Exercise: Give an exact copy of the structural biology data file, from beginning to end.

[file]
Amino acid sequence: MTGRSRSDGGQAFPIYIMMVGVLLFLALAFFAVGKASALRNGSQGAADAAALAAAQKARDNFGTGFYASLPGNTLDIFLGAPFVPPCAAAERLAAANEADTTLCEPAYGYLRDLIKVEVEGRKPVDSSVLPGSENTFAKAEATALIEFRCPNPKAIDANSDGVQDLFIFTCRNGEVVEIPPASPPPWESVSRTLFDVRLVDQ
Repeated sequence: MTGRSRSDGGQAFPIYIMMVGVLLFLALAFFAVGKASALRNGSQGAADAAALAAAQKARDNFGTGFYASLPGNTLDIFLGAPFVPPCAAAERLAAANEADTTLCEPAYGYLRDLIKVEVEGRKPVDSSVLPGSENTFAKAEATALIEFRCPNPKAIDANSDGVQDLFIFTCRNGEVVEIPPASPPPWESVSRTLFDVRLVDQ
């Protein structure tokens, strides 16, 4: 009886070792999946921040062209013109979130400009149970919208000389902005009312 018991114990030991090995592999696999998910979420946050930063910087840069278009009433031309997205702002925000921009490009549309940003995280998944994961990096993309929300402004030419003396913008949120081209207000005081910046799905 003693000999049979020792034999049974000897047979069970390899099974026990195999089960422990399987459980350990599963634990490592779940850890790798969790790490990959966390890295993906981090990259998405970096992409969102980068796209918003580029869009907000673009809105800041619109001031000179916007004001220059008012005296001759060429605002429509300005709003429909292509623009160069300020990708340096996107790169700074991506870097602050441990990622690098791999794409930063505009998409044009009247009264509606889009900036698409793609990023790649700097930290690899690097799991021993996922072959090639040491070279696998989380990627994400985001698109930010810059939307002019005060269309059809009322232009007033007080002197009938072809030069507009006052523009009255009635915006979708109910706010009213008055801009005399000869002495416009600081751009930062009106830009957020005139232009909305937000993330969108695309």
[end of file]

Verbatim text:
Amino acid sequence: MTGRSRSDGGQAFPIYIMMVGVLLFLALAFFAVGKASALRNGSQGAADAAALAAAQKARDNFGTGFYASLPGNTLDIFLGAPFVPPCAAAERLAAANEADTTLCEPAYGYLRDLIKVEVEGRKPVDSSVLPGSENTFAKAEATALIEFRCPNPKAIDANSDGVQDLFIFTCRNGEVVEIPPASPPPWESVSRTLFDVRLVDQ
Repeated sequence: MTGRSRSDGGQAFPIYIMMVGVLLFLALAFFAVGKASALRNGSQGAADAAALAAAQKARDNFGTGFYASLPGNTLDIFLGAPFVPPCAAAERLAAANEADTTLCEPAYGYLRDLIKVEVEGRKPVDSSVLPGSENTFAKAEATALIEFRCPNPKAIDANSDGVQDLFIFTCRNGEVVEIPPASPPPWESVSRTLFDVRLVDQ
């Protein structure tokens, strides 16, 4: 009886070792999946921040062209013109979130400009149970919208000389902005009312 018991114990030991090995592999696999998910979420946050930063910087840069278009009433031309997205702002925000921009490009549309940003995280998944994961990096993309929300402004030419003396913008949120081209207000005081910046799905 003693000999049979020792034999049974000897047979069970390899099974026990195999089960422990399987459980350990599963634990490592779940850890790798969790790490990959966390890295993906981090990259998405970096992409969102980068796209918003580029869009907000673009809105800041619109001031000179916007004001220059008012005296001759060429605002429509300005709003429909292509623009160069300020990708340096996107790169700074991506870097602050441990990622690098791999794409930063505009998409044009009247009264509606889009900036698409793609990023790649700097930290690899690097799991021993996922072959090639040491070279696998989380990627994400985001698109930010810059939307002019005060269309059809009322232009007033007080002197009938072809030069507009006052523009009255009635915006979708109910706010009213008055801009005399000869002495416009600081751009930062009106830009957020005139232009909305937000993330969108695309």